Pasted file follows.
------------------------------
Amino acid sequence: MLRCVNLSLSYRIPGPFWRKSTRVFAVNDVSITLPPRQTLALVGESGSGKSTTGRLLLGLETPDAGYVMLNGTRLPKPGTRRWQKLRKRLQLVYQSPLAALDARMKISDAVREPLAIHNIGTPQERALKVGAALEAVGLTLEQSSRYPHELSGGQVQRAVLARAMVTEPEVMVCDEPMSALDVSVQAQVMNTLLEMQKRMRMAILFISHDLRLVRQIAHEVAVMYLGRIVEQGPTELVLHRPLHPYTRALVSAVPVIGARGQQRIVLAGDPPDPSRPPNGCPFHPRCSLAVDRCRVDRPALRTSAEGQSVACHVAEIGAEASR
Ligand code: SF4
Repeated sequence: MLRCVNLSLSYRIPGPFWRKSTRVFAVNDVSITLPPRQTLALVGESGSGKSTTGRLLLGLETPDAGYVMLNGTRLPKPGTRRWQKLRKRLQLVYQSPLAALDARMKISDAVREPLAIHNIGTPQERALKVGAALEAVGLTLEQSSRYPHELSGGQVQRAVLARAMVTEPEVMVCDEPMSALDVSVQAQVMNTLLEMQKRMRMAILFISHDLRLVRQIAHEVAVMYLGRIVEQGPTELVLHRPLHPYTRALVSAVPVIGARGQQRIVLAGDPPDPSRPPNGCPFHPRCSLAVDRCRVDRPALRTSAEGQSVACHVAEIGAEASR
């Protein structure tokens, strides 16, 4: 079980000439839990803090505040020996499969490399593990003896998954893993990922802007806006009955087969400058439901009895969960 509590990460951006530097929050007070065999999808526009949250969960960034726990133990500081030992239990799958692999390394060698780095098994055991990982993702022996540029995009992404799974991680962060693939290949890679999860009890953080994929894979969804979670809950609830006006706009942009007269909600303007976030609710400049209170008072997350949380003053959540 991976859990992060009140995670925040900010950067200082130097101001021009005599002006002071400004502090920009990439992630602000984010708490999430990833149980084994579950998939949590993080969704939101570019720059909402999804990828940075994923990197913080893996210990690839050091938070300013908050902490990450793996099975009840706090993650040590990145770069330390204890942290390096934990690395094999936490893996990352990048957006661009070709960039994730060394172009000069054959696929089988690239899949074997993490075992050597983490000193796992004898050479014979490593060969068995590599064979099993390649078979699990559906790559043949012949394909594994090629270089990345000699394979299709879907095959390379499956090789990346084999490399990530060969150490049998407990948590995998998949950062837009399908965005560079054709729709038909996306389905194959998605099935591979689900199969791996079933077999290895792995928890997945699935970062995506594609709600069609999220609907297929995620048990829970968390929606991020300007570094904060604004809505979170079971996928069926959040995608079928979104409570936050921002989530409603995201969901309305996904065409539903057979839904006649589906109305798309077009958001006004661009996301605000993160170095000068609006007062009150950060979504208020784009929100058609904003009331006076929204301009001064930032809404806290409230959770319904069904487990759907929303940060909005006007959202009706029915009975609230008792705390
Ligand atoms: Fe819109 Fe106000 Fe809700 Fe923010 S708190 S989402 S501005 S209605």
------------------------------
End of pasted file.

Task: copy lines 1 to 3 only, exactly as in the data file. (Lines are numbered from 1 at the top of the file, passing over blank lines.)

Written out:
Amino acid sequence: MLRCVNLSLSYRIPGPFWRKSTRVFAVNDVSITLPPRQTLALVGESGSGKSTTGRLLLGLETPDAGYVMLNGTRLPKPGTRRWQKLRKRLQLVYQSPLAALDARMKISDAVREPLAIHNIGTPQERALKVGAALEAVGLTLEQSSRYPHELSGGQVQRAVLARAMVTEPEVMVCDEPMSALDVSVQAQVMNTLLEMQKRMRMAILFISHDLRLVRQIAHEVAVMYLGRIVEQGPTELVLHRPLHPYTRALVSAVPVIGARGQQRIVLAGDPPDPSRPPNGCPFHPRCSLAVDRCRVDRPALRTSAEGQSVACHVAEIGAEASR
Ligand code: SF4
Repeated sequence: MLRCVNLSLSYRIPGPFWRKSTRVFAVNDVSITLPPRQTLALVGESGSGKSTTGRLLLGLETPDAGYVMLNGTRLPKPGTRRWQKLRKRLQLVYQSPLAALDARMKISDAVREPLAIHNIGTPQERALKVGAALEAVGLTLEQSSRYPHELSGGQVQRAVLARAMVTEPEVMVCDEPMSALDVSVQAQVMNTLLEMQKRMRMAILFISHDLRLVRQIAHEVAVMYLGRIVEQGPTELVLHRPLHPYTRALVSAVPVIGARGQQRIVLAGDPPDPSRPPNGCPFHPRCSLAVDRCRVDRPALRTSAEGQSVACHVAEIGAEASR